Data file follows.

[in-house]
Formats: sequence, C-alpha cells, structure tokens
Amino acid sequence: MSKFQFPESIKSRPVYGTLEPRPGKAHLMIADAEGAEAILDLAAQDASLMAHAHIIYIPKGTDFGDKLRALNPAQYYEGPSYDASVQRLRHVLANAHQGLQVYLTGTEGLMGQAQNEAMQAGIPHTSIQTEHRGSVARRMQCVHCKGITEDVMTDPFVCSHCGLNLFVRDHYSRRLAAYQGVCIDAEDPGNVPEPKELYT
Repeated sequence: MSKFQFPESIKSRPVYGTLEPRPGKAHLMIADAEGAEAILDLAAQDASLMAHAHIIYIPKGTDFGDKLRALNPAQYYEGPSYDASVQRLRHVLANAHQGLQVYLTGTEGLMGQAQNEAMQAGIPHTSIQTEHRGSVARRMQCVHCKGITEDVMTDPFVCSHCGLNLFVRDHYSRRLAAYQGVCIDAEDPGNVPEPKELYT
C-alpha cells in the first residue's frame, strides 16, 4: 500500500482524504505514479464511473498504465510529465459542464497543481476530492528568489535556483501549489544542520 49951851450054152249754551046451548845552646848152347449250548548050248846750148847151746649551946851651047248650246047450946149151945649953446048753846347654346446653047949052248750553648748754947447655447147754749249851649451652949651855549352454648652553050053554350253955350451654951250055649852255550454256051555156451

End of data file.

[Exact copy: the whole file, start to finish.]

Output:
[in-house]
Formats: sequence, C-alpha cells, structure tokens
Amino acid sequence: MSKFQFPESIKSRPVYGTLEPRPGKAHLMIADAEGAEAILDLAAQDASLMAHAHIIYIPKGTDFGDKLRALNPAQYYEGPSYDASVQRLRHVLANAHQGLQVYLTGTEGLMGQAQNEAMQAGIPHTSIQTEHRGSVARRMQCVHCKGITEDVMTDPFVCSHCGLNLFVRDHYSRRLAAYQGVCIDAEDPGNVPEPKELYT
Repeated sequence: MSKFQFPESIKSRPVYGTLEPRPGKAHLMIADAEGAEAILDLAAQDASLMAHAHIIYIPKGTDFGDKLRALNPAQYYEGPSYDASVQRLRHVLANAHQGLQVYLTGTEGLMGQAQNEAMQAGIPHTSIQTEHRGSVARRMQCVHCKGITEDVMTDPFVCSHCGLNLFVRDHYSRRLAAYQGVCIDAEDPGNVPEPKELYT
C-alpha cells in the first residue's frame, strides 16, 4: 500500500482524504505514479464511473498504465510529465459542464497543481476530492528568489535556483501549489544542520 49951851450054152249754551046451548845552646848152347449250548548050248846750148847151746649551946851651047248650246047450946149151945649953446048753846347654346446653047949052248750553648748754947447655447147754749249851649451652949651855549352454648652553050053554350253955350451654951250055649852255550454256051555156451